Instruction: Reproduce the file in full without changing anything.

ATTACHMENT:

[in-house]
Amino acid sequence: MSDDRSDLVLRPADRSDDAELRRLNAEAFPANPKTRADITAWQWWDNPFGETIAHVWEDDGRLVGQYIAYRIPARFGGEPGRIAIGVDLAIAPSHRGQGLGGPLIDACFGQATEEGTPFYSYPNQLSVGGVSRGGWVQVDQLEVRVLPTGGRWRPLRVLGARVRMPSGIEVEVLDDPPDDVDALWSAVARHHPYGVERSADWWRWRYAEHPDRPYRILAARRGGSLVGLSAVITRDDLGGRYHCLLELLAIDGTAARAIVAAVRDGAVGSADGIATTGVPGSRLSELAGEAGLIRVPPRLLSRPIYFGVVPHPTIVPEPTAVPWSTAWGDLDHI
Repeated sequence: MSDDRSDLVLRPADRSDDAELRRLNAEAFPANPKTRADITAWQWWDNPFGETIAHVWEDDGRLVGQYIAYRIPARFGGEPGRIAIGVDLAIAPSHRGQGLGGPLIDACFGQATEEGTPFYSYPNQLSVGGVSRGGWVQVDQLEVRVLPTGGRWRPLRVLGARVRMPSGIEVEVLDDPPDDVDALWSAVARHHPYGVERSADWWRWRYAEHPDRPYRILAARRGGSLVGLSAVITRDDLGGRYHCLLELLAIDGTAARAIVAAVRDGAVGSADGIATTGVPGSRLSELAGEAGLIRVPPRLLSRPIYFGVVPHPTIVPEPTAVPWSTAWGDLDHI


[in-house]
Amino acid sequence: MSDDRSDLVLRPADRSDDAELRRLNAEAFPANPKTRADITAWQWWDNPFGETIAHVWEDDGRLVGQYIAYRIPARFGGEPGRIAIGVDLAIAPSHRGQGLGGPLIDACFGQATEEGTPFYSYPNQLSVGGVSRGGWVQVDQLEVRVLPTGGRWRPLRVLGARVRMPSGIEVEVLDDPPDDVDALWSAVARHHPYGVERSADWWRWRYAEHPDRPYRILAARRGGSLVGLSAVITRDDLGGRYHCLLELLAIDGTAARAIVAAVRDGAVGSADGIATTGVPGSRLSELAGEAGLIRVPPRLLSRPIYFGVVPHPTIVPEPTAVPWSTAWGDLDHI
Repeated sequence: MSDDRSDLVLRPADRSDDAELRRLNAEAFPANPKTRADITAWQWWDNPFGETIAHVWEDDGRLVGQYIAYRIPARFGGEPGRIAIGVDLAIAPSHRGQGLGGPLIDACFGQATEEGTPFYSYPNQLSVGGVSRGGWVQVDQLEVRVLPTGGRWRPLRVLGARVRMPSGIEVEVLDDPPDDVDALWSAVARHHPYGVERSADWWRWRYAEHPDRPYRILAARRGGSLVGLSAVITRDDLGGRYHCLLELLAIDGTAARAIVAAVRDGAVGSADGIATTGVPGSRLSELAGEAGLIRVPPRLLSRPIYFGVVPHPTIVPEPTAVPWSTAWGDLDHI